Consequently property titling is increasingly considered an effective form of government intervention for targeting the poor and encouraging economic growth in urban areas (Field 2003). It is seen as the main instrument for increasing land tenure security, stimulating land markets and facilitating the use of land as collateral in credit markets (Lanjouw and Levy 2002; Deininger and Binswanger 1999; Deininger and Chamorro 2004). Ward (2003) list the positive outcomes associated with full property title regularisation, reflecting conventional wisdom in this area, as follows:

  • Provides security against eviction.

  • Brings people into the market from which they can benefit by free sale at full market price.

  • Raises land values.

  • Provides incentives that stimulate investments in home improvements and consolidation.

  • Makes possible the introduction of basic services such as electricity and water.

  • Generates greater access to credit by using the home as collateral on loans.

  • Incorporates residents into the property-owning democracy and citizenry.

  • Integrates settlements and property into the tax and regulatory base of the city.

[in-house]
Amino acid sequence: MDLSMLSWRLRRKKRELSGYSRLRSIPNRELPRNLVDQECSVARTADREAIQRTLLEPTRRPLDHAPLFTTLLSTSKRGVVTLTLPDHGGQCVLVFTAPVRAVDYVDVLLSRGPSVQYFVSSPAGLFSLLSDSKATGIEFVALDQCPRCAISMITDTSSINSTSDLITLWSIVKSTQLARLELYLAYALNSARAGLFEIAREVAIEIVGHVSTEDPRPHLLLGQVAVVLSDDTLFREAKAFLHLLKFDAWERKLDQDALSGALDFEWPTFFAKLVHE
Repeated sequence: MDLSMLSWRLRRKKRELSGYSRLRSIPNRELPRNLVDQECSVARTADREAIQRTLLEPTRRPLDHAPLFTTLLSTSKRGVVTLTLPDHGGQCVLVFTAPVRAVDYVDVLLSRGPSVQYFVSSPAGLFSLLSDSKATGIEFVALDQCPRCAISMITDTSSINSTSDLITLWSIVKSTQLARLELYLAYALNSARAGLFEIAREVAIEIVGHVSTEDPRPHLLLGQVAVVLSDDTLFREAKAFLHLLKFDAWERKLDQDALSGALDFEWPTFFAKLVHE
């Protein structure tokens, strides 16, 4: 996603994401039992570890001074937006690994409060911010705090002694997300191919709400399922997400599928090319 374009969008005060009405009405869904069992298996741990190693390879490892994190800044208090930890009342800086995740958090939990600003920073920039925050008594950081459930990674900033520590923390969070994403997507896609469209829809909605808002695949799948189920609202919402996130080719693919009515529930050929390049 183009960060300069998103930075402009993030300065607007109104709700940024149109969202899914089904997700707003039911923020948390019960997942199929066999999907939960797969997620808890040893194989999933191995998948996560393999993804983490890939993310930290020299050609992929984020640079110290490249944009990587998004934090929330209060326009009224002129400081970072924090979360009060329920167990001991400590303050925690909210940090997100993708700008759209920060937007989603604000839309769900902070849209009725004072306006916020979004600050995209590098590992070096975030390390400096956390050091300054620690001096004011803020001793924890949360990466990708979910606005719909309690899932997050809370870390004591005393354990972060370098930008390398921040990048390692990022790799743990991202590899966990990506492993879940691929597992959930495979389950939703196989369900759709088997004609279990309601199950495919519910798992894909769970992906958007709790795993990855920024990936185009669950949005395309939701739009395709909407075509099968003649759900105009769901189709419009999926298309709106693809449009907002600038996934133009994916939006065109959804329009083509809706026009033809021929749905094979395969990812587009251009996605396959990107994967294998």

It will be apparent that many of these outcomes would potentially have the effect of reducing poverty. Results of empirical research addressing the effects of formal property rights are however mixed. "The assumption that markets that are 'formal' or 'regularised' are more efficient and productive is not yet proven. On the other hand, some of the literature argues that 'informality' and illegality reduce the costs of land and housing for the urban poor. Others argue that as long as the poor are insecure as to the legal status of their homes, their major assets in life, they will never enjoy full access to the economic and political system. One of the most interesting reviews of this issue ... concludes that the current state of research does not permit prediction of whether a more formalised land market is likely to benefit or harm the poor" (Doebele 1994, 52).